What exactly violates their code of condact would be relevant here. Does it specifically say "No working at Hooters?" or is an an open-ended deal to be determined by the powers that be?

Oh yeah,
Link Posted: 2/3/2006 5:56:27 AM EDT

Originally Posted By John_Wayne777:

Originally Posted By wolfman97:
No, it goes to show that people with authority can be arbitrary and make no sense. There are consequences -- but they are primarily the result of stupid people who think there ought to be consequences for no good reason.



Again, let us examine the facts.

Chick wants to be cheerleader.

Chick passes tryouts.

Chick is told that she is now a representative of the SCHOOL'S IMAGE and signs an AGREEMENT where she VOLUNTARILY recognizes that she will abide by AN ESTABLISHED CODE OF CONDUCT.

Chick promptly violates the agreement SHE WILLINGLY SIGNED.

The college is not harming her rights in ANY way whatsoever. She AGREED to abide by a certain standard when she became a cheerleader. In violating that standard, SHE THREW HERSELF off the team.

That simple.

She can still work at hooters. She can still attend college. But she cannot be a chearleader if she is not willing to abide by the rules established for cheerleaders.

What is so hard to understand about that?



There you go again, bringing up facts and logic...
Link Posted: 2/3/2006 5:56:44 AM EDT

Originally Posted By John_Wayne777:

Originally Posted By wolfman97:
No, it goes to show that people with authority can be arbitrary and make no sense. There are consequences -- but they are primarily the result of stupid people who think there ought to be consequences for no good reason.



Again, let us examine the facts.

Chick wants to be cheerleader.

Chick passes tryouts.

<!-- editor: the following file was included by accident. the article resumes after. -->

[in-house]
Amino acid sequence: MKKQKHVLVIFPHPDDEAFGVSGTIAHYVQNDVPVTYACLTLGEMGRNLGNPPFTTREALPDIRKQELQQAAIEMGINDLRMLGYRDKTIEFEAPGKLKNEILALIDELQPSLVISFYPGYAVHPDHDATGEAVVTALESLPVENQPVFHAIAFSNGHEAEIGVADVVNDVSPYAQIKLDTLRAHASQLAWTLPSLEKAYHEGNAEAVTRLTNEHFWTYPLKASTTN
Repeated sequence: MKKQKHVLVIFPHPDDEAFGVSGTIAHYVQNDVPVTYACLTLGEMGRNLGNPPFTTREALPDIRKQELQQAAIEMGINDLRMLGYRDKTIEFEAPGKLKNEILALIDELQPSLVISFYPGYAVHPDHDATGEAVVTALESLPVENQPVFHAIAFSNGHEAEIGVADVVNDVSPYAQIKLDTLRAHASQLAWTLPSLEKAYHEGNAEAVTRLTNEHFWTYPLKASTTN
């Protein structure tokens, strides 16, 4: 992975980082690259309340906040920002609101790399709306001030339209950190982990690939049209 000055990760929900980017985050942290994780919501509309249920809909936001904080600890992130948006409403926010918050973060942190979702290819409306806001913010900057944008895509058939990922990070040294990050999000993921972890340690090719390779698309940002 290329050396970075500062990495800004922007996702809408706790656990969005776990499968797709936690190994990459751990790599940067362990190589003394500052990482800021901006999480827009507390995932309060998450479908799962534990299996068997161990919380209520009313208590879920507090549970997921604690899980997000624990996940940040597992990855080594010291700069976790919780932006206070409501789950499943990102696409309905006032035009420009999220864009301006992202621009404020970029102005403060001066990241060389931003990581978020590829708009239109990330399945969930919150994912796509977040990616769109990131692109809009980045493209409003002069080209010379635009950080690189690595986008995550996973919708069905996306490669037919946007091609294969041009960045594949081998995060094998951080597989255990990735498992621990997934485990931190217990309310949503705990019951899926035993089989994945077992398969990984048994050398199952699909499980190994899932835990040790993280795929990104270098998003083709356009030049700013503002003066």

Chick is told that she is now a representative of the SCHOOL'S IMAGE and signs an AGREEMENT where she VOLUNTARILY recognizes that she will abide by AN ESTABLISHED CODE OF CONDUCT.

Chick promptly violates the agreement SHE WILLINGLY SIGNED.

The college is not harming her rights in ANY way whatsoever. She AGREED to abide by a certain standard when she became a cheerleader. In violating that standard, SHE THREW HERSELF off the team.

That simple.

She can still work at hooters. She can still attend college. But she cannot be a chearleader if she is not willing to abide by the rules established for cheerleaders.

What is so hard to understand about that?



To me this sums it up.

Asked whether the policies addressed what kinds of jobs students could hold or places they could frequent, Mullins said they did not.
Link Posted: 2/3/2006 5:58:49 AM EDT

Originally Posted By John_Wayne777:

Originally Posted By wolfman97:
No, it goes to show that people with authority can be arbitrary and make no sense. There are consequences -- but they are primarily the result of stupid people who think there ought to be consequences for no good reason.



Again, let us examine the facts.

Chick wants to be cheerleader.

Chick passes tryouts.

Chick is told that she is now a representative of the SCHOOL'S IMAGE and signs an AGREEMENT where she VOLUNTARILY recognizes that she will abide by AN ESTABLISHED CODE OF CONDUCT.

Chick promptly violates the agreement SHE WILLINGLY SIGNED.

The college is not harming her rights in ANY way whatsoever. She AGREED to abide by a certain standard when she became a cheerleader. In violating that standard, SHE THREW HERSELF off the team.

That simple.